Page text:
Transit union threatens full system shutdown

Jan. 22 pegged as strike day, unless B.C. Transit returns to bargaining: union president

The union representing some 650 B.C. Transit employees will grind Greater Victoria’s public transportation network to a halt on Jan. 22 unless B.C. Transit returns to the bargaining table.

Ben Williams, president of Canadian Auto Workers local 333, said the union feels it’s the only way management will get the message.

“We’re hopeful that we can get a negotiated settlement without withdrawal,” he said. “The last thing we want to do is disrupt the riders in Greater Victoria, but it just doesn’t appear B.C. Transit is going to co-operate without us escalating the job action.”

The threat of a full, one-day shutdown of the transit system is the latest tactic in the union’s ongoing job action.

Drivers have indefinitely halted all overtime work, cancelling periodic bus service every day. As well, drivers continue to wear street clothes rather than uniforms while on the job.

Williams said the hope is that further job action will bring pressure on B.C. Transit from frustrated local politicians and the public to get return to the table and reach a settlement.

According to the union, the contract dispute centres around a proposal to replace the current fleet of community shuttle buses with five slightly larger shuttle buses – the Vicinity – made in China. Community shuttle drivers require less training and are paid $5.71 less an hour.

In recent interviews with the News, B.C. Transit spokeswoman Meribeth Burton said the sticking point remains wage increases and benefits, which are not in line with the B.C. government’s net zero mandate.

A spokesperson for B.C. Transit was not immediately available.

CAW 333 represents bus drivers, trades and maintenance workers in Greater Victoria. Members have been without a contract since March 31, 2012.

– with files from Daniel Palmer and Roszan Holmen

kslavin@saanichnews.com

 

Just Posted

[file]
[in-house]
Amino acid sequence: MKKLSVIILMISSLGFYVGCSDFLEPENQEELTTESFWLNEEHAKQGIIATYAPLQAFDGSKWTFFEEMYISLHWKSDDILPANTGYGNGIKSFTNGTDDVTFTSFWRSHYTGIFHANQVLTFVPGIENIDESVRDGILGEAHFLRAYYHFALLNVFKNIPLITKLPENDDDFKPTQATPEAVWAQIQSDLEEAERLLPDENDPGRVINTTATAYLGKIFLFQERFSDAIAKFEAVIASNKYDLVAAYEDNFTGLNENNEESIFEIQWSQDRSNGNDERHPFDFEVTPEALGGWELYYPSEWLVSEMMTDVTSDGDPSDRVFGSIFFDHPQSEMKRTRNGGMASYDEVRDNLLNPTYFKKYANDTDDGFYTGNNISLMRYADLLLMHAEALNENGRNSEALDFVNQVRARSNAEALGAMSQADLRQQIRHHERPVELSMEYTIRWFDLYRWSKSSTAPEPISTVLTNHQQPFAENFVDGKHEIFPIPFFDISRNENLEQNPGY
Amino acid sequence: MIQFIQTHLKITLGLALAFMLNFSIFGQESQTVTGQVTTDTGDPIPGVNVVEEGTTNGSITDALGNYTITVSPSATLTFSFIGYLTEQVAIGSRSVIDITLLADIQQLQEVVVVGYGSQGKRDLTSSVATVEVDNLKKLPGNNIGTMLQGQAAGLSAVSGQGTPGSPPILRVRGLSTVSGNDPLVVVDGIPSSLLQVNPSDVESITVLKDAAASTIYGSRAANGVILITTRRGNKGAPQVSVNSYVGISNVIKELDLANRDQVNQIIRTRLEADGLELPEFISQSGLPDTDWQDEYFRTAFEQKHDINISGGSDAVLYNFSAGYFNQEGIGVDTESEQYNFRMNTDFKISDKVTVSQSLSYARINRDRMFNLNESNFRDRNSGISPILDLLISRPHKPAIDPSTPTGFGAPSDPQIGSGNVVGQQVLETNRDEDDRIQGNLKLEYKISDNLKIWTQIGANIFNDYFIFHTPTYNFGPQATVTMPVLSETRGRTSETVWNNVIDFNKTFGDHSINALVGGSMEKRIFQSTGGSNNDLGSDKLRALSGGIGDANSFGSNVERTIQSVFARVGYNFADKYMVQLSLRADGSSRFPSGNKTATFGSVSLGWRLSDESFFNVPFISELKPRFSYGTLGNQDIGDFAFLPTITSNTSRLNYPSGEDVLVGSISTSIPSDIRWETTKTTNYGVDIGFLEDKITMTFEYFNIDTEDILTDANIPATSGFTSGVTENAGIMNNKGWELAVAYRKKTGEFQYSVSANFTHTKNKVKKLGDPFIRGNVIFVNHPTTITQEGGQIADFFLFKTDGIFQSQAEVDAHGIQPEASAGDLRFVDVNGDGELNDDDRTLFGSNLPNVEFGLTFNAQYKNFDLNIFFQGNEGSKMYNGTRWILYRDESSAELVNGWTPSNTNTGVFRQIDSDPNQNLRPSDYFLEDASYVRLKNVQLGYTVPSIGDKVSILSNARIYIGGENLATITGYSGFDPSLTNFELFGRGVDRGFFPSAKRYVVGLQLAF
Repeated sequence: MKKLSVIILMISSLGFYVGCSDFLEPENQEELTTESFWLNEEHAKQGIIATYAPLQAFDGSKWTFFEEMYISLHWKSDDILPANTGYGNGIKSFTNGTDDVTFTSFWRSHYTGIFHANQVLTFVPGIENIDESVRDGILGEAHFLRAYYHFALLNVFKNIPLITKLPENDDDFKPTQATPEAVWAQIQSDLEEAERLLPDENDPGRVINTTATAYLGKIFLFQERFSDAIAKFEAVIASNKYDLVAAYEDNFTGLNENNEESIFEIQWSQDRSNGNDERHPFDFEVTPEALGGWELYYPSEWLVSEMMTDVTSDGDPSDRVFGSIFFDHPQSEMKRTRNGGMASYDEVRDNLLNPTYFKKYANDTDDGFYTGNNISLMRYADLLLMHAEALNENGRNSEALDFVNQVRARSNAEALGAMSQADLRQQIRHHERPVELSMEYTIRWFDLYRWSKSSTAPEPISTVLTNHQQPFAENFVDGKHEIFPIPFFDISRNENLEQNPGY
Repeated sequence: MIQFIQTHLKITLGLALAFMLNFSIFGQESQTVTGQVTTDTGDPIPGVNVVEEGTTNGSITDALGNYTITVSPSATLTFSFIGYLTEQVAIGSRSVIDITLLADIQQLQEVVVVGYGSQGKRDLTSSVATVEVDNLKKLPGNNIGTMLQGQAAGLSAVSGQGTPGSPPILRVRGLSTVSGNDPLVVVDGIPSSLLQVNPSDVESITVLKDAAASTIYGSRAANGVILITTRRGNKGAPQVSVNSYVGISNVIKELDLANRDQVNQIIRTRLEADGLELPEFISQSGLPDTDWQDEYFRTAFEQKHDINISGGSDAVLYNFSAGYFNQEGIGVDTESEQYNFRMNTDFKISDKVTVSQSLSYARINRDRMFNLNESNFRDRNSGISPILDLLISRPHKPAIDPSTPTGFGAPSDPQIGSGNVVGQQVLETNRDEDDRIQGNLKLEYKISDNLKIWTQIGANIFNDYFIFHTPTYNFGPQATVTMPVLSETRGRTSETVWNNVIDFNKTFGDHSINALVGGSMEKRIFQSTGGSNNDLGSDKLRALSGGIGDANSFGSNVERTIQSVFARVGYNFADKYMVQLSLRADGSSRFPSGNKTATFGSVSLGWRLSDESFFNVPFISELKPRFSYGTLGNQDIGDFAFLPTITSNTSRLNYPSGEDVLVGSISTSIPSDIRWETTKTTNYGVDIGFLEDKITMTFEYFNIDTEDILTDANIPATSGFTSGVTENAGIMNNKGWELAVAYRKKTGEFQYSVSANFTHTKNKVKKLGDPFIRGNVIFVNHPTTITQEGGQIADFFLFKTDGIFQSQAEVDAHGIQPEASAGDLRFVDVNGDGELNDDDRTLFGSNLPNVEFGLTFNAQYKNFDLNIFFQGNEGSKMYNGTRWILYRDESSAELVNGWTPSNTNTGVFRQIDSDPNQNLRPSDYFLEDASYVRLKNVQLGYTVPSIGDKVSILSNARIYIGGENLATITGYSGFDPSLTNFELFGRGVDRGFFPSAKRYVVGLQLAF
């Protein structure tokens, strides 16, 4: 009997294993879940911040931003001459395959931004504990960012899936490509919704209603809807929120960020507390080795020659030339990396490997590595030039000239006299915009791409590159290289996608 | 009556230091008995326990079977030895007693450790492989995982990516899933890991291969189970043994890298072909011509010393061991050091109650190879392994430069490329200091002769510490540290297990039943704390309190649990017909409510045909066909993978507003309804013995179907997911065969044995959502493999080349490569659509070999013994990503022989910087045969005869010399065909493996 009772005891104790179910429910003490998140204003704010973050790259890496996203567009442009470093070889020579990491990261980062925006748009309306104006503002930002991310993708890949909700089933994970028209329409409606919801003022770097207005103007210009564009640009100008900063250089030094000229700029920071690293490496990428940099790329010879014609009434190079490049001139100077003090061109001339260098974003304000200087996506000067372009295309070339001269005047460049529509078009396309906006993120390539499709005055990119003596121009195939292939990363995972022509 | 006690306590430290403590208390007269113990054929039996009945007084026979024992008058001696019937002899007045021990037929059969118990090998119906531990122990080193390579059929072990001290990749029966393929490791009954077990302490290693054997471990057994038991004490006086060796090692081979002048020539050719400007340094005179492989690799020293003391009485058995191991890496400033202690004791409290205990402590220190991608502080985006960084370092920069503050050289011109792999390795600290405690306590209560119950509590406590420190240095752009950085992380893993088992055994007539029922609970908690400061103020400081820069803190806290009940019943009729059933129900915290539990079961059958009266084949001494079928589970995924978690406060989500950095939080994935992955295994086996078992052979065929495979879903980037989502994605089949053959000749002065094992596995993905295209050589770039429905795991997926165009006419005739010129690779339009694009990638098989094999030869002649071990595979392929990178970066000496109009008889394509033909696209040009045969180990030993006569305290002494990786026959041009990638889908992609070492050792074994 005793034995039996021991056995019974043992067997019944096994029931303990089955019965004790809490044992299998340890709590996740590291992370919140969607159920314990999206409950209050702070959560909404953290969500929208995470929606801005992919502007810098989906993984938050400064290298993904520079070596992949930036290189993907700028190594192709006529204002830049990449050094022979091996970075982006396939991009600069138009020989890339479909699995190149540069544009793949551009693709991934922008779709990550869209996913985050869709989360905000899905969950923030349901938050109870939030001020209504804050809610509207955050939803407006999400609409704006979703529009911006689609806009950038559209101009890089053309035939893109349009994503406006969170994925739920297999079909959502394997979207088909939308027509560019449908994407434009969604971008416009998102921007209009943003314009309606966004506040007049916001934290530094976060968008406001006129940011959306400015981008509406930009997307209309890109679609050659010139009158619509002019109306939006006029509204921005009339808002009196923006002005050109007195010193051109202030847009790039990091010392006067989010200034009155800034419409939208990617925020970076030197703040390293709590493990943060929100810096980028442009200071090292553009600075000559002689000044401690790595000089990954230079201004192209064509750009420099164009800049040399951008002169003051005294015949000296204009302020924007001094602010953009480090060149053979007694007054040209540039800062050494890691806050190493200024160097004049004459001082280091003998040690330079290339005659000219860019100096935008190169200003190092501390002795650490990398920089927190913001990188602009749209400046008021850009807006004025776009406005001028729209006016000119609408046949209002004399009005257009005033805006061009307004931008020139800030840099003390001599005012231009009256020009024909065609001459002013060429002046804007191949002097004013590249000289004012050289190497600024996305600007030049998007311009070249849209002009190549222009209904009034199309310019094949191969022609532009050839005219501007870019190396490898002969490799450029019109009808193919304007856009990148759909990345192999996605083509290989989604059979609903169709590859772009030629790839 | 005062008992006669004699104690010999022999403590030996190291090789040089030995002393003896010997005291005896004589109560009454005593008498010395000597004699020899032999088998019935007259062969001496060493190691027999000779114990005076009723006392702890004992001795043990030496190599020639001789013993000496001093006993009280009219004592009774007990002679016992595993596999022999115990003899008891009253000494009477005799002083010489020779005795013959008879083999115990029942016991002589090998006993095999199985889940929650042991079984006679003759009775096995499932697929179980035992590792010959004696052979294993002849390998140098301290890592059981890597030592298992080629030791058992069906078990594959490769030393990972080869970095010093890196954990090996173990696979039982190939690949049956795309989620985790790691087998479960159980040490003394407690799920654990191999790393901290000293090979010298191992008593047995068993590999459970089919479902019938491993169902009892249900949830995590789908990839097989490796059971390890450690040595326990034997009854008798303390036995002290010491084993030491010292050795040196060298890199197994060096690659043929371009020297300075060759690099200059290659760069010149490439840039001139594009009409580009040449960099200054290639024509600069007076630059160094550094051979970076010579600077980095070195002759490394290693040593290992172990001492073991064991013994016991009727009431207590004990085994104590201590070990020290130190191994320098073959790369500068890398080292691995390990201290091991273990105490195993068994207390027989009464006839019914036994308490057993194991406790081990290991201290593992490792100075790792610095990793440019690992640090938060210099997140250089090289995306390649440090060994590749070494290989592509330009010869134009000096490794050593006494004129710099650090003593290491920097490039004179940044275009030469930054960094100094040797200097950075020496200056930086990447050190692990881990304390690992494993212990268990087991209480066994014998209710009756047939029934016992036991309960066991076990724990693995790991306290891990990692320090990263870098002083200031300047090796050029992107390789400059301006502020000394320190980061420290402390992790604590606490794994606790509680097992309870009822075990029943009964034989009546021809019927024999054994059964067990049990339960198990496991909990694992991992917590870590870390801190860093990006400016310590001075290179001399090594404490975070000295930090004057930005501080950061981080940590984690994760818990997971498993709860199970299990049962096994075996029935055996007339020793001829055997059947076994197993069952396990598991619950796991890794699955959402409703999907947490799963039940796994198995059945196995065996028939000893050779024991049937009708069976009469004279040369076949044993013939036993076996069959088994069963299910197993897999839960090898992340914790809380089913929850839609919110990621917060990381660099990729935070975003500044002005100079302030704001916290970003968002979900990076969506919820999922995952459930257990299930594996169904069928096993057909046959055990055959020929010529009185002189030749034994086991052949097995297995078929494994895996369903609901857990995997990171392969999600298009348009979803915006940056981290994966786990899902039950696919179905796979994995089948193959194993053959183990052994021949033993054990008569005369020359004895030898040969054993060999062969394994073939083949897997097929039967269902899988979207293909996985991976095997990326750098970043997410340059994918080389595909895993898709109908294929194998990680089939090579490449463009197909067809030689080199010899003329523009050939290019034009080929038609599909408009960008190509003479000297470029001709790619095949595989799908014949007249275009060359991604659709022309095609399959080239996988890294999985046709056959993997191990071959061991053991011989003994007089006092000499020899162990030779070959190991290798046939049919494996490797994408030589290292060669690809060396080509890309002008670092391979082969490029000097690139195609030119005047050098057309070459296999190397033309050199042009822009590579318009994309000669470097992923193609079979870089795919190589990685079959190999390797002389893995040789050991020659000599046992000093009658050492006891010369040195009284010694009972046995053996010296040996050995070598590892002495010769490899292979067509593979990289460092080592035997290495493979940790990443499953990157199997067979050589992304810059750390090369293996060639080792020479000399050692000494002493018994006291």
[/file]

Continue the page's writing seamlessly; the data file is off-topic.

More buoys allowed for Brentwood Bay

Proposed number rises from 40 to 60

Victoria airport reaches nearly two million passengers in 2017

This year expected to see additional growth

Peninsula speed skating duo aiming for the national stage

Pair opted to train in long track skating this season for the first time

Tent city resident just wants a home

Roving tent city has made its way to Central Saanich

Pellets shot at window of B.C. Transit bus

Bus was travelling near Craigflower and Admirals roads Wednesday morning when window was hit

Sidney’s Salish Sea aquarium to close for maintenance

First extended closure for the Shaw Centre for the Salish Sea since it opened in 2009

Butchart Gardens is hiring now and paying more

Wages start at $15, job fair Feb. 20

Cash still needed for Stelly’s Cross Path

MLA Olsen wants more specifics first

Injured parachutist wants stolen backpack back

Bag contained important video files of 2017 parachuting incident

Winds up to 100 km/h expected for Vancouver Island

“If you are near the water, it is important to be ‘Coastsmart,’ by staying above the high tide.”

Island-filmed TV series gets third season

Crews returning to Parksville Qualicum Beach to film Chesapeake Shores in the spring

Bank of Canada hikes interest rate to 1.25%, cites strong economic data

The rate increase is expected to prompt Canada’s large banks to raise their prime lending rates

Trump aces mental aptitude test designed by Canadian immigrant

“This is a good example, I think, that will be helpful to change views about immigration. And maybe for Mr. Trump himself to consider immigrants as contributors to advancing science, advancing our societies.”

Rival Koreas agree to form first unified Olympic team

The rival Koreas took major steps toward reducing their bitter animosity

Most Read